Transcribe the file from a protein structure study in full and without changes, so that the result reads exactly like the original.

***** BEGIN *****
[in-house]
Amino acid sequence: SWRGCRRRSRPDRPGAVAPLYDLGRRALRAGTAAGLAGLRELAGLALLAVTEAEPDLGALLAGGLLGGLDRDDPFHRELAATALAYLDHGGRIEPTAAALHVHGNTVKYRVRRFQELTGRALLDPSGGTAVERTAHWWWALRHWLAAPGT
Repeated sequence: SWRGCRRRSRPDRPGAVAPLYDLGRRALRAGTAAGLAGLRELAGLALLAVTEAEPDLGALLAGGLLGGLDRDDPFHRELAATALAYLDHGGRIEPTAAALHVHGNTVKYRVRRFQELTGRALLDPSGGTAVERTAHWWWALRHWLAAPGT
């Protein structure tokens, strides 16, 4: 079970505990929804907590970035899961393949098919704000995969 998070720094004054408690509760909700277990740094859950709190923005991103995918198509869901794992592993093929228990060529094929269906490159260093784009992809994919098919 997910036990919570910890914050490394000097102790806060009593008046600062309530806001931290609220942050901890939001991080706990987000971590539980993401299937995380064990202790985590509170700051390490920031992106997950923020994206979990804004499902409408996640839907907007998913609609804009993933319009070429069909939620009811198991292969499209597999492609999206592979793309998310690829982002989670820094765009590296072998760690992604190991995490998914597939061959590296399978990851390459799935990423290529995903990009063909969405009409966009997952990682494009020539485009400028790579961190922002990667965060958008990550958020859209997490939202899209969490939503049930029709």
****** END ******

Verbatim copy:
[in-house]
Amino acid sequence: SWRGCRRRSRPDRPGAVAPLYDLGRRALRAGTAAGLAGLRELAGLALLAVTEAEPDLGALLAGGLLGGLDRDDPFHRELAATALAYLDHGGRIEPTAAALHVHGNTVKYRVRRFQELTGRALLDPSGGTAVERTAHWWWALRHWLAAPGT
Repeated sequence: SWRGCRRRSRPDRPGAVAPLYDLGRRALRAGTAAGLAGLRELAGLALLAVTEAEPDLGALLAGGLLGGLDRDDPFHRELAATALAYLDHGGRIEPTAAALHVHGNTVKYRVRRFQELTGRALLDPSGGTAVERTAHWWWALRHWLAAPGT
């Protein structure tokens, strides 16, 4: 079970505990929804907590970035899961393949098919704000995969 998070720094004054408690509760909700277990740094859950709190923005991103995918198509869901794992592993093929228990060529094929269906490159260093784009992809994919098919 997910036990919570910890914050490394000097102790806060009593008046600062309530806001931290609220942050901890939001991080706990987000971590539980993401299937995380064990202790985590509170700051390490920031992106997950923020994206979990804004499902409408996640839907907007998913609609804009993933319009070429069909939620009811198991292969499209597999492609999206592979793309998310690829982002989670820094765009590296072998760690992604190991995490998914597939061959590296399978990851390459799935990423290529995903990009063909969405009409966009997952990682494009020539485009400028790579961190922002990667965060958008990550958020859209997490939202899209969490939503049930029709």